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The Repentant Manager Luke 16:1-9 12 July 2020

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There’s a big difference between a shrewd, clever person and a repentant, moral one. A shrewd person makes decisions, either moral or immoral, based on self-benefit, with no thought of others. A repentant person makes decisions based on what is right, considering others. This parable forces us to decide if the actions of the steward make him a repentant or shrewd man. My quest is to outline the actions which led to this steward’s praise; who I believe to be more repentant than shrewd. Much depends on the law and godly practices that shape the authority and privilege of someone in the steward’s position. This may be tedious, but it should produce understanding, hopefully leading to a strategy to engage a world of deception.

Let’s take a look at context. Jesus has just finished the parable of the Prodigal Son, stressing the importance of grace, forgiveness and repentance. He then turns to his disciples and tells them another parable: “There was once a rich man who had a manager, then charges were leveled at this manager for cheating, so the rich man demanded the books and sent the manager packing.” There are only a few ways to cheat the renters: demand more money and pocket it, or inflate the interest or the usury. In this case when he goes to fix the problem, he reduces renters’ debt, likely meaning an inflated interest. He will not be charged by the courts, but he will retain a corrupt reputation for his action.

It’s customary that the manager is not let go until the owner gets the books, which they don’t always check regularly. Being an absent owner gives complete authority to the manager to do business. The owner’s reputation is based on the manager’s dealings with renters. So, the opening verses lay out the problem, who the manager is, his authority and his possible disreputable dealings.

Once the truth of his situation sinks in, he devises a plan to stay out of the poor house. He says, “What will I do, now that my master has taken away my position? He goes to each of the renters and asks them to write down half the amount they owe on the ledger, which he will present to his master. When the master saw what he had done he commended the manager for his shrewdness; for the children of this age are cleverer in dealing with their own generation, than children of the light.” But what did he do? Understanding this opens the parable up to us, and the strange reaction of the master sets in place.

By reducing the amount owed to the master, who most likely has not seen the books, the renters were happy, assuming it was on behalf of the master. The master’s reputation is restored, and the manager is seen as kind by the renters. The manager risked everything on this plan, hoping for a merciful master, and the master does not press charges.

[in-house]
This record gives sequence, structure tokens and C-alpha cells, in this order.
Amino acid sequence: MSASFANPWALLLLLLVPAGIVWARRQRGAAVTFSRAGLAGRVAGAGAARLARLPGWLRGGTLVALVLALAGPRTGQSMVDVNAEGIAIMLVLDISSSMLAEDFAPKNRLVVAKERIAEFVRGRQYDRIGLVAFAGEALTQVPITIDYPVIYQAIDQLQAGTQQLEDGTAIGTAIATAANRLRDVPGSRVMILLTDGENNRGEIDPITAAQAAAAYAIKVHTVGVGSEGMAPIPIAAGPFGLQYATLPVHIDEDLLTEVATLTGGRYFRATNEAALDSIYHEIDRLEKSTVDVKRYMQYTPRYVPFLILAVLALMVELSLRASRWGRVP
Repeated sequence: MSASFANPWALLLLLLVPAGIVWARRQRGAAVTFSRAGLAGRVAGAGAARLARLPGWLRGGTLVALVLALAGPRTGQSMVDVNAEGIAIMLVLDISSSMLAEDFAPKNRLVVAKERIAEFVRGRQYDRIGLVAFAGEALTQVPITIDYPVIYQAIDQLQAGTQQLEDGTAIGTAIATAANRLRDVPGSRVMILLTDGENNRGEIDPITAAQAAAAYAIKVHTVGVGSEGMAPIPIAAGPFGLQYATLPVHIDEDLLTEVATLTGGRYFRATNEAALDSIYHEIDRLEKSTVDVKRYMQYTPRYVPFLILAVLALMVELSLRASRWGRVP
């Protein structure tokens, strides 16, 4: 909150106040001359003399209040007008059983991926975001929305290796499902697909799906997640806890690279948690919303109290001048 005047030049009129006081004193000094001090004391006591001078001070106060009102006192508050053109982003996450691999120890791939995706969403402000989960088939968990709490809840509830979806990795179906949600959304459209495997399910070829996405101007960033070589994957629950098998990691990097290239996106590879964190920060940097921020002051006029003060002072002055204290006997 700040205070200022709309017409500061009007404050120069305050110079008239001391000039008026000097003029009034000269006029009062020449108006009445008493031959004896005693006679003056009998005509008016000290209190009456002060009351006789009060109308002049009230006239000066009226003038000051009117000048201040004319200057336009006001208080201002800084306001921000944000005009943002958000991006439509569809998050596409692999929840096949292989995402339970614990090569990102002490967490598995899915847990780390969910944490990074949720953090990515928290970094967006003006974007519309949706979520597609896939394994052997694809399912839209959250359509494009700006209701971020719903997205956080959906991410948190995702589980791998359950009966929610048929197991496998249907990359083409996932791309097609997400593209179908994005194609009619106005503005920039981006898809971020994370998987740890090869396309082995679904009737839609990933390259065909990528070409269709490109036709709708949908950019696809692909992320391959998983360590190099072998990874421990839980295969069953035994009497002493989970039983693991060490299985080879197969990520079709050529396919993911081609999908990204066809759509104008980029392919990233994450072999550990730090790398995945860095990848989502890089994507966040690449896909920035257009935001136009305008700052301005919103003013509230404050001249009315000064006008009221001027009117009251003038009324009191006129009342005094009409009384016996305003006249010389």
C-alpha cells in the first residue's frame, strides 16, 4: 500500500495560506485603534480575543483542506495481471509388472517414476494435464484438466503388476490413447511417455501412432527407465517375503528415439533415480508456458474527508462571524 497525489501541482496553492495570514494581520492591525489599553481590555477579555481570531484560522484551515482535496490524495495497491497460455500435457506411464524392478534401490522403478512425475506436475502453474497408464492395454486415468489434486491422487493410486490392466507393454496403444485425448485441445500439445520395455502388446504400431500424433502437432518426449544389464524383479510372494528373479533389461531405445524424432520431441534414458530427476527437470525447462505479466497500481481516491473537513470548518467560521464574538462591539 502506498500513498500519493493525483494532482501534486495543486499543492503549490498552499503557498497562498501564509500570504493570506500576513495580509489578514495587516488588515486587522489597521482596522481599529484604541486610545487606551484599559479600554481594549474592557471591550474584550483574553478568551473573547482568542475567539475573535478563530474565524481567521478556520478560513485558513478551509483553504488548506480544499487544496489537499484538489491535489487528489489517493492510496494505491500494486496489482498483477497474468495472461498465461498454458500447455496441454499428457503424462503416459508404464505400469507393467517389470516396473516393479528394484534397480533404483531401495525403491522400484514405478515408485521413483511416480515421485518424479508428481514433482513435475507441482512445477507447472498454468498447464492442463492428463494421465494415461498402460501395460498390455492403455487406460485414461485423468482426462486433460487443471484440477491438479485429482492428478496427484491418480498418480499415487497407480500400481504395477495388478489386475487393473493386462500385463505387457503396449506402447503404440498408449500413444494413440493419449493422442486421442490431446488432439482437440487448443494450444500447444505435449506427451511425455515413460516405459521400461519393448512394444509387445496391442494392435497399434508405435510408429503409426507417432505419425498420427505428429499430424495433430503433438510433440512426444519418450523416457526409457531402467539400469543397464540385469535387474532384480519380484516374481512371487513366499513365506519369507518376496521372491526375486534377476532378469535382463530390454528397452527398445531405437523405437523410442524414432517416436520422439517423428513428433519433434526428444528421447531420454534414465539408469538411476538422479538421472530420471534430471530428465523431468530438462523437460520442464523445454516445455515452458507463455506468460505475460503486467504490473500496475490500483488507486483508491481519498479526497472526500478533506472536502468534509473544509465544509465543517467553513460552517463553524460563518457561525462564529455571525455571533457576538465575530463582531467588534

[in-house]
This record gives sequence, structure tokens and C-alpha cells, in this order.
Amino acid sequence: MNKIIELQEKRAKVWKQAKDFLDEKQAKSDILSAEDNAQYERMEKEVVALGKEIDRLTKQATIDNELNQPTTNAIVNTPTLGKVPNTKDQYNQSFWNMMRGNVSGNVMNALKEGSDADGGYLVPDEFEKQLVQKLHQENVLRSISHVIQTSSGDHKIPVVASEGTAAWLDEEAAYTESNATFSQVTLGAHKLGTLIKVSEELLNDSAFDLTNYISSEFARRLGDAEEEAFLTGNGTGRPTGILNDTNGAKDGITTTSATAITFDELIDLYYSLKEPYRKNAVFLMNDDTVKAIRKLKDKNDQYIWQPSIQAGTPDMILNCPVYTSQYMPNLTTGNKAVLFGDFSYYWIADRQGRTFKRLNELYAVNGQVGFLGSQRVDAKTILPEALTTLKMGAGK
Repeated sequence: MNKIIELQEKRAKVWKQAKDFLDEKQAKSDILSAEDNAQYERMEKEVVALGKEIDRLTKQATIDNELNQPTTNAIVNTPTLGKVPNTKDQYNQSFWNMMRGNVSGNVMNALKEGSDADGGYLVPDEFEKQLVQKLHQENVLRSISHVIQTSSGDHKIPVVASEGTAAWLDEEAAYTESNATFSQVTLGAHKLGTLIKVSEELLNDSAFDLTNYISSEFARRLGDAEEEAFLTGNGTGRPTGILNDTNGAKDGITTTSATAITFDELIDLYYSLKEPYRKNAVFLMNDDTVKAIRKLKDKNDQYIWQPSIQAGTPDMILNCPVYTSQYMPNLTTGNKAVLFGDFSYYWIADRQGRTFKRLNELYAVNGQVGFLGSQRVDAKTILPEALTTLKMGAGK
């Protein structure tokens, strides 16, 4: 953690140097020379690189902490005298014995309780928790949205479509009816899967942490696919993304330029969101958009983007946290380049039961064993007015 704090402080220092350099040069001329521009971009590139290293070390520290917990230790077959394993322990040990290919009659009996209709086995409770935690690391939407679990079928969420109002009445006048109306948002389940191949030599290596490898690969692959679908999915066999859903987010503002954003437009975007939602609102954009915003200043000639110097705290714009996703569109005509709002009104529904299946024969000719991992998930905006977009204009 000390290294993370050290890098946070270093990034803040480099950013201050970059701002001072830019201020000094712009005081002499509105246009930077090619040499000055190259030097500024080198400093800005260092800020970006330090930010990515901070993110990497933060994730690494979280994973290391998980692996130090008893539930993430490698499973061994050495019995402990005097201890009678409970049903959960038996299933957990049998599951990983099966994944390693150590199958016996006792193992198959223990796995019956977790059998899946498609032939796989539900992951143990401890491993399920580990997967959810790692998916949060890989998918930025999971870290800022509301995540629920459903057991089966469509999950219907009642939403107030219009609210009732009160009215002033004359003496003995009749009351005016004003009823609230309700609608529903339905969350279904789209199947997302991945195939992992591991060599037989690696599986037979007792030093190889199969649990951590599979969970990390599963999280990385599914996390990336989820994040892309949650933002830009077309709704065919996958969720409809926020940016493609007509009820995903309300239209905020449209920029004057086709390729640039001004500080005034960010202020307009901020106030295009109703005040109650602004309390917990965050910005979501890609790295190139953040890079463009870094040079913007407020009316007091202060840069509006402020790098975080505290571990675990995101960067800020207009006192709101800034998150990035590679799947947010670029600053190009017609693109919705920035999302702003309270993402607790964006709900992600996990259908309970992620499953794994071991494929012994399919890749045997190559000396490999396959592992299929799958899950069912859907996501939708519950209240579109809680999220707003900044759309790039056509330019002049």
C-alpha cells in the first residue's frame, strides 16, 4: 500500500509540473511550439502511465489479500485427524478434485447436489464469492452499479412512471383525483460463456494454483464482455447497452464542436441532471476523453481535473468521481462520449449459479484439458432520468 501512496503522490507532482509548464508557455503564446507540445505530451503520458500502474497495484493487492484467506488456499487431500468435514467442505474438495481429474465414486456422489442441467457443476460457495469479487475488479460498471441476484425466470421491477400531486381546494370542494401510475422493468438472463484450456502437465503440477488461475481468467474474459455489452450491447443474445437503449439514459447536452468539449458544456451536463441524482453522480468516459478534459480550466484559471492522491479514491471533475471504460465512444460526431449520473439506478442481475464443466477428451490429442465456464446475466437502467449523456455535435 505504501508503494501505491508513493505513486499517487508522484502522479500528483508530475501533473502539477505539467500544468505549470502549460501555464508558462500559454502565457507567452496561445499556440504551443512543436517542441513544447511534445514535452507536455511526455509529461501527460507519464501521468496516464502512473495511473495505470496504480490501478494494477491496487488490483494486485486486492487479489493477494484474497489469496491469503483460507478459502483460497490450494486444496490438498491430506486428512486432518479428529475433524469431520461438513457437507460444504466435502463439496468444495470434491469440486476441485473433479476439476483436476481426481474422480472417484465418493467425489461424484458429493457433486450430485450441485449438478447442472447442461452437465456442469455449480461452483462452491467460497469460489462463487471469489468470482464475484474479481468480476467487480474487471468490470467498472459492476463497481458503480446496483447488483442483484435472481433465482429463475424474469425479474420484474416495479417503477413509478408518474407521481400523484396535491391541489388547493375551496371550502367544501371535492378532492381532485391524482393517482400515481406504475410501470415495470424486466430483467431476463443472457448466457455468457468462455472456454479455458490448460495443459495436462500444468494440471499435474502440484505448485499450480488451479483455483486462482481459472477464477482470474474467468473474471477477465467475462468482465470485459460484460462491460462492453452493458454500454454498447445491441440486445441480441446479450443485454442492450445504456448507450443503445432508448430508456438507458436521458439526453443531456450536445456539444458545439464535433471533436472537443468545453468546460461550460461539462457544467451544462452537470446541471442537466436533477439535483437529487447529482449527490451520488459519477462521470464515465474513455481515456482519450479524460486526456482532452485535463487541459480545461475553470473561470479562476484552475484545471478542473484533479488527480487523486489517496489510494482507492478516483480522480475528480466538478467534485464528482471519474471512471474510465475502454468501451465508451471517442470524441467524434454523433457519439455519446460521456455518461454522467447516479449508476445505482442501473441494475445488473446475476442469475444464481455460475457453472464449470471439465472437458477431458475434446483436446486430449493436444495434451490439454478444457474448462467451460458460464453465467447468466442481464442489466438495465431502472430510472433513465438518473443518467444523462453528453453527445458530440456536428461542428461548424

The manger did the right thing, restoring the renter’s payment to where it belongs. In some sense the manager took a turn for the better. He could have done many things to squirm out of this predicament, but he chose to do the right thing. That was a shrewd move, and an honest one, a merciful one. He lessened the burden of the renters and counted on the mercy of the master to treat him the same.

The money he restored to the renters was, his ill-gotten gains. The master is out nothing, while the manager has depleted his salary. This is why I say that Jesus is telling us that this man comes to grips with his life, then makes a change, risking it all on the mercy of the master. To use a colloquial phrase, “I like this guy.” Caught in the misdirection and greed of life, he acts bravely and boldly. He doesn’t plead for mercy or beg the renters to stop their charge against him, he doesn’t run away. He stays and risks everything on the kindness of others, and the mercy of the master, hoping to restore his character to everyone involved.

The manager’s action is a roller-coaster of decision making and risk. His life and reputation will take years to return, if at all. But instead of traveling down the same path of deceit, he does the right thing according to law and tradition. He returns his gaze to God. Because of this the master changes his mind about the manager. Jesus says, “And his master commended the dishonest manager because he had acted shrewdly; for the children of this age are cleverer in dealing with their generation, than the children of light.” Then in Jesus’ final moments, he says ironically, “I tell you, make friends of unrighteous mammon so that when it is gone, they may welcome you into the eternal homes.” In this celebratory statement Jesus is not commending dishonesty, he is commending the actions of the manager, who sees his only way out of his problem is through acting rightly. Jesus wants his disciples to act with the same sort of abandon, counting on the mercy of God. Our salvation depends on this kind of risk taking. The same kind of energy that goes into dishonesty must be turned to put our lives in the hand of God.

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